While life outside our homes has slowed down in quarantine, for some, things are just picking up.
Some flock to binge watch the newest shows on Netflix revisit old video games or spend time outside other students are getting back in touch with forgotten parts of themselves.
James Smith is a graduate student at LSU. He spoke about how his love for music production, and how that slipped away when he came to college.
“Once college hit and, you know, I just had like, so much to do everyday it felt like, you know, the transition from like high school to college is just like super real," Smith said. "So, you know, you lose some part of yourself, you gain a lot of parts of yourself also, music unfortunately was like one of the things that I lost, at least production-wise.”
Many students expressed that in some ways, they’re thankful for the free time that they’ve gained so they can get back in touch with this part of themselves.
“In high school I went to a performing and visual arts high school in Houston, So my like concentrate was like art so that was like all I had focused on and that's all I did for four years," Duron said. "And then I went to college and I majored in Psychology and I wasn't able to do art a lot, so this like I feel like Corona has been kind of like a blessing and a curse–blessing because like I've been able to like, get back in to something that I love doing.”
Others are getting involved in activities that haven’t always been around, but have the capacity to reconnect them with their old passions, like LSU student Mckenzie Montiel with the app Tik Tok.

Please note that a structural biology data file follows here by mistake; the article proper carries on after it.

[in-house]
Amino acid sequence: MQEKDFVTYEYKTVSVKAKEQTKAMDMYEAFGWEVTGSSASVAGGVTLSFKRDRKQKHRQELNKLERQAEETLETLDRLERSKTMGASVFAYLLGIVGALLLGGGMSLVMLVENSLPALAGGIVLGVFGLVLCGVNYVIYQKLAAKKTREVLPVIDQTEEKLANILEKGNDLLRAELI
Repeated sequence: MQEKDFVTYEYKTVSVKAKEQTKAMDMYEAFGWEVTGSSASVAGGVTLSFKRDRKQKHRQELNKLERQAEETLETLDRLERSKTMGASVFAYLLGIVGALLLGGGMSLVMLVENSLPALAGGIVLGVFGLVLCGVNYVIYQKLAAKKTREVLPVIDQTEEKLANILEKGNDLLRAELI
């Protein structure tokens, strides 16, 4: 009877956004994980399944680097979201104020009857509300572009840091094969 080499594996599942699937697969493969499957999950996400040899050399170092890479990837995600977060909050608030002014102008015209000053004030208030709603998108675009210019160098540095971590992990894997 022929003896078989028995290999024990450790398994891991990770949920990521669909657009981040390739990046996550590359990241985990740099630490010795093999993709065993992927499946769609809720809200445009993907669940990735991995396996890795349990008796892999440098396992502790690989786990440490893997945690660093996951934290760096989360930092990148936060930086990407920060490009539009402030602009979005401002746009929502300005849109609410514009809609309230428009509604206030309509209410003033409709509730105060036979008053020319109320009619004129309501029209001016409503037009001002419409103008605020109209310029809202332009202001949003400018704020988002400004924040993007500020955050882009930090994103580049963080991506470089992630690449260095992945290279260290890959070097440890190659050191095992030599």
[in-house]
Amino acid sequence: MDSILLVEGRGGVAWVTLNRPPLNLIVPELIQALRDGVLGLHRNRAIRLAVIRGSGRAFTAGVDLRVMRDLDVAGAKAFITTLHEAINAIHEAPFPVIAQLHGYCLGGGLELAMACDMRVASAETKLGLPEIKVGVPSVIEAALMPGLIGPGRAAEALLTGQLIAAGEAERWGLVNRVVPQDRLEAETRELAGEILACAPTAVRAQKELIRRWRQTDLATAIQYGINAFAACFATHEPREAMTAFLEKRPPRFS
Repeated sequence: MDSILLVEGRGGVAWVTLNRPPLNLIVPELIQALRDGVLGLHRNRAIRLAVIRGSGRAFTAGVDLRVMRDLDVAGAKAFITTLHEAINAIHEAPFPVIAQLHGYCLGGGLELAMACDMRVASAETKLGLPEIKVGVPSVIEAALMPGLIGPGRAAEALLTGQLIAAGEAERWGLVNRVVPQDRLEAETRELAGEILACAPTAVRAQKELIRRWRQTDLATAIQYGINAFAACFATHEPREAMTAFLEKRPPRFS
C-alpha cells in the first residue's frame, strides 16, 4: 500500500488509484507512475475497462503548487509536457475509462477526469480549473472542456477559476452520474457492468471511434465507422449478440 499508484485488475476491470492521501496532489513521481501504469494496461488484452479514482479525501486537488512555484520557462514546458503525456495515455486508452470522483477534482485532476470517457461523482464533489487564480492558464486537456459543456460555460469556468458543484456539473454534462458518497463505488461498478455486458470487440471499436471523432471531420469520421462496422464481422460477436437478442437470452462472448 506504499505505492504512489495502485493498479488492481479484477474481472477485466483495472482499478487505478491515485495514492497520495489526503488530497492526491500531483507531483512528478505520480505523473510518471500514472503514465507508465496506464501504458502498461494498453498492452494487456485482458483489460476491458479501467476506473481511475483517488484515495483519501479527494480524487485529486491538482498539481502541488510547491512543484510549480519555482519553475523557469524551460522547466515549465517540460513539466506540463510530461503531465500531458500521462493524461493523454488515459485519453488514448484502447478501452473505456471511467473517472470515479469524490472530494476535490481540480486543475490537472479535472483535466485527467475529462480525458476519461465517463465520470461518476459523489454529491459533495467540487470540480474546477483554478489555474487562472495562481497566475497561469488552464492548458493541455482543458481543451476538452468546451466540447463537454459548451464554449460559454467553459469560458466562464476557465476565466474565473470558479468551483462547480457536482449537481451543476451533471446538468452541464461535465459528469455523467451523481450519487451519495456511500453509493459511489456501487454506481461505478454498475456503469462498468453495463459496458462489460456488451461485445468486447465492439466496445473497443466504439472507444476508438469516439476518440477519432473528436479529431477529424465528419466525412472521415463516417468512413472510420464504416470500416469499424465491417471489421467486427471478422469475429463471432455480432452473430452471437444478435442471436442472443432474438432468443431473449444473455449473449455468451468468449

“I'm taking up a new hobby and that is learning dances on Tik Tok, and really challenging myself by, you know, trying to learn these complicated dances and posting them," Montiel said. "I chose this because I grew up dancing and obviously I don't really have an outlet for that in college. So you know, challenging myself to really start back and trying to dance again even if it's little simple dances.”
In some cases, taking part in these activities can also serve as a way to stay in touch with friends, from afar.
“I've asked like some of my friends to like FaceTime me, and in a way like that's been a way to like still stay in contact with them and make sure that I'm like entertained– like getting some kind of social interaction,” Duron also said.
And while these students have enjoyed their time reconnecting with their old passions, they’re hopeful but unsure about keeping up with them once normal life picks back up.
“Just because it is such an integral part of my identity, I feel now, because I've been doing this for probably at least six to eight hours a day, over the last two weeks. But at the same time school is also a huge part of my identity. And so I feel like I've lost a bit of that identity, but it's like I said like way back earlier. As part of that, you know, you lose some of yourself you gain some of yourself during the college years.”